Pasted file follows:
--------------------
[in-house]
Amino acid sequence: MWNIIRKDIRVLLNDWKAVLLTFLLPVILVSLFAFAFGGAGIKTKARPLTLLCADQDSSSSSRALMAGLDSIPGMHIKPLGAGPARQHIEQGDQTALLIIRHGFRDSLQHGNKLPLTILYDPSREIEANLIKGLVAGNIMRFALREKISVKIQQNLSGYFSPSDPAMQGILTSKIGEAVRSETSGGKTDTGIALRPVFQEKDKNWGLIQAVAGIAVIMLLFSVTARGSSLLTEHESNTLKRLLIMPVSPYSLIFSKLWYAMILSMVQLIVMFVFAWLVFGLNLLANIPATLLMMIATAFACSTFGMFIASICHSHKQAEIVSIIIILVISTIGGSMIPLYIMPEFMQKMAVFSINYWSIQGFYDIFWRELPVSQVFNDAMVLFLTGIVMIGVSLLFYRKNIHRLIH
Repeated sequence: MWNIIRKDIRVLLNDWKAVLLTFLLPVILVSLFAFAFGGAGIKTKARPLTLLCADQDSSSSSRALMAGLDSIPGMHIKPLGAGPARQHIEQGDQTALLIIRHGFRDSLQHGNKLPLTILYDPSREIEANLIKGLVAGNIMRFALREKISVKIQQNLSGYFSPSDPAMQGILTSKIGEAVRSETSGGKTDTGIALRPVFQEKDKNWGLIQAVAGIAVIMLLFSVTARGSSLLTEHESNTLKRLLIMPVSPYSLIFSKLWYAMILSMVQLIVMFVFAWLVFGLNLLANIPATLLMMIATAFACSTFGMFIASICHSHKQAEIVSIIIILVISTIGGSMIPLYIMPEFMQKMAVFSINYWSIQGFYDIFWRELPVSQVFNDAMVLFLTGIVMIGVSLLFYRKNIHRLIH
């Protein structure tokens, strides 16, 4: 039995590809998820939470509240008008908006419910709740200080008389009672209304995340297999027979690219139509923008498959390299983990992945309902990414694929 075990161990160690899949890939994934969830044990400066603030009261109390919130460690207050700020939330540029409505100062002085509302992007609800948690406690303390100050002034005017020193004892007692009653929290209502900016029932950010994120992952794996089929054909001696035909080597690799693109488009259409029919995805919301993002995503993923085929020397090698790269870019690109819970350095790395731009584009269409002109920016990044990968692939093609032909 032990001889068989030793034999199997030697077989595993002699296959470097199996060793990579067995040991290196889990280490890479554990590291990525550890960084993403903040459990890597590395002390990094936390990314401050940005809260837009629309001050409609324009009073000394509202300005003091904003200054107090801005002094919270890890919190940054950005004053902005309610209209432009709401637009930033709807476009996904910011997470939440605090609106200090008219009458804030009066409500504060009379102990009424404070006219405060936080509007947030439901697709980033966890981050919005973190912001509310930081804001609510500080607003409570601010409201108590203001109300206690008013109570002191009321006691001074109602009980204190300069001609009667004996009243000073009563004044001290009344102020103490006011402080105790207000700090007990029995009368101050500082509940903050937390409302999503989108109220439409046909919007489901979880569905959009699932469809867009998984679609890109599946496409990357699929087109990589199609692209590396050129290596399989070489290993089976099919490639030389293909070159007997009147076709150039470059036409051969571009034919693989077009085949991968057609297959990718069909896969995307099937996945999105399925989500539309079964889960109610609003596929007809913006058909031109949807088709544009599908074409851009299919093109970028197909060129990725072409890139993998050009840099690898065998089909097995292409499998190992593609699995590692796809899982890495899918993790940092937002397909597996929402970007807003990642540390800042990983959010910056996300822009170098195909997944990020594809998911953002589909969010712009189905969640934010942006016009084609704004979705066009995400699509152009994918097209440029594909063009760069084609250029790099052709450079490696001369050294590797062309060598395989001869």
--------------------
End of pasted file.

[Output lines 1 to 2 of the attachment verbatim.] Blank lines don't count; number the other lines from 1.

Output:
[in-house]
Amino acid sequence: MWNIIRKDIRVLLNDWKAVLLTFLLPVILVSLFAFAFGGAGIKTKARPLTLLCADQDSSSSSRALMAGLDSIPGMHIKPLGAGPARQHIEQGDQTALLIIRHGFRDSLQHGNKLPLTILYDPSREIEANLIKGLVAGNIMRFALREKISVKIQQNLSGYFSPSDPAMQGILTSKIGEAVRSETSGGKTDTGIALRPVFQEKDKNWGLIQAVAGIAVIMLLFSVTARGSSLLTEHESNTLKRLLIMPVSPYSLIFSKLWYAMILSMVQLIVMFVFAWLVFGLNLLANIPATLLMMIATAFACSTFGMFIASICHSHKQAEIVSIIIILVISTIGGSMIPLYIMPEFMQKMAVFSINYWSIQGFYDIFWRELPVSQVFNDAMVLFLTGIVMIGVSLLFYRKNIHRLIH